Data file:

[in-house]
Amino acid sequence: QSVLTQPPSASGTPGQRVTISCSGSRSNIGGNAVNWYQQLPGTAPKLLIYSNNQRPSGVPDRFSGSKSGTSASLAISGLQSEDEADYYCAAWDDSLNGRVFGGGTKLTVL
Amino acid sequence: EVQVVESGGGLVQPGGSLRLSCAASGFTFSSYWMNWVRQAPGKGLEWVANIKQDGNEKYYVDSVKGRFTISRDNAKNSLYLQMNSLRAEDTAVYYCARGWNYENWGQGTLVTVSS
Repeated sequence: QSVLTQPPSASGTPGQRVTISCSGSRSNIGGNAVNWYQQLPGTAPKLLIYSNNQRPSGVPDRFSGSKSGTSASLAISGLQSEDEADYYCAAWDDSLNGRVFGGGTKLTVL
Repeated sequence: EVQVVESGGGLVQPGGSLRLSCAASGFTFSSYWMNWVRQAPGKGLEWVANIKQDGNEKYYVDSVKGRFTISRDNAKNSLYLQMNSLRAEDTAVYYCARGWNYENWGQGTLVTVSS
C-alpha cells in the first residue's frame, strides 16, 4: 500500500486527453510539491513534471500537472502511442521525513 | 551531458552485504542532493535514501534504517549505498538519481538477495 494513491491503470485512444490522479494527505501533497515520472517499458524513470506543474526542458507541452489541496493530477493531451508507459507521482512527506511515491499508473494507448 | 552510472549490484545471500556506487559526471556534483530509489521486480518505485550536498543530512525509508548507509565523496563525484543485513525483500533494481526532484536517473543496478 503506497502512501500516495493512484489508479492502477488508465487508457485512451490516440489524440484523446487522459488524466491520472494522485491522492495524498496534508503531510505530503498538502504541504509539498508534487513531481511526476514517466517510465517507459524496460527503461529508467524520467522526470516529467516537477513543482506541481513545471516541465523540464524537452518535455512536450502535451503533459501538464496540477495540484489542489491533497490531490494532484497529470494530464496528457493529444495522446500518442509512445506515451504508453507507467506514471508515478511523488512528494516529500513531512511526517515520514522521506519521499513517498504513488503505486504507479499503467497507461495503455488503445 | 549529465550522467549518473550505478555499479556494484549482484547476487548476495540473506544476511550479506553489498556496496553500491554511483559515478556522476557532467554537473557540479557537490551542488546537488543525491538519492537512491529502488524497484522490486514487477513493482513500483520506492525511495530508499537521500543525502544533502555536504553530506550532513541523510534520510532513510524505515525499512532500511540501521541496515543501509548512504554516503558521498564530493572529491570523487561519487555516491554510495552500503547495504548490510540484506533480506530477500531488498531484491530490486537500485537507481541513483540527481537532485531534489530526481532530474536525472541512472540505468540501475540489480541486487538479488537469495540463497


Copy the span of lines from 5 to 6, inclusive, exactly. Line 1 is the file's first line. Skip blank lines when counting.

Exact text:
Repeated sequence: EVQVVESGGGLVQPGGSLRLSCAASGFTFSSYWMNWVRQAPGKGLEWVANIKQDGNEKYYVDSVKGRFTISRDNAKNSLYLQMNSLRAEDTAVYYCARGWNYENWGQGTLVTVSS
C-alpha cells in the first residue's frame, strides 16, 4: 500500500486527453510539491513534471500537472502511442521525513 | 551531458552485504542532493535514501534504517549505498538519481538477495 494513491491503470485512444490522479494527505501533497515520472517499458524513470506543474526542458507541452489541496493530477493531451508507459507521482512527506511515491499508473494507448 | 552510472549490484545471500556506487559526471556534483530509489521486480518505485550536498543530512525509508548507509565523496563525484543485513525483500533494481526532484536517473543496478 503506497502512501500516495493512484489508479492502477488508465487508457485512451490516440489524440484523446487522459488524466491520472494522485491522492495524498496534508503531510505530503498538502504541504509539498508534487513531481511526476514517466517510465517507459524496460527503461529508467524520467522526470516529467516537477513543482506541481513545471516541465523540464524537452518535455512536450502535451503533459501538464496540477495540484489542489491533497490531490494532484497529470494530464496528457493529444495522446500518442509512445506515451504508453507507467506514471508515478511523488512528494516529500513531512511526517515520514522521506519521499513517498504513488503505486504507479499503467497507461495503455488503445 | 549529465550522467549518473550505478555499479556494484549482484547476487548476495540473506544476511550479506553489498556496496553500491554511483559515478556522476557532467554537473557540479557537490551542488546537488543525491538519492537512491529502488524497484522490486514487477513493482513500483520506492525511495530508499537521500543525502544533502555536504553530506550532513541523510534520510532513510524505515525499512532500511540501521541496515543501509548512504554516503558521498564530493572529491570523487561519487555516491554510495552500503547495504548490510540484506533480506530477500531488498531484491530490486537500485537507481541513483540527481537532485531534489530526481532530474536525472541512472540505468540501475540489480541486487538479488537469495540463497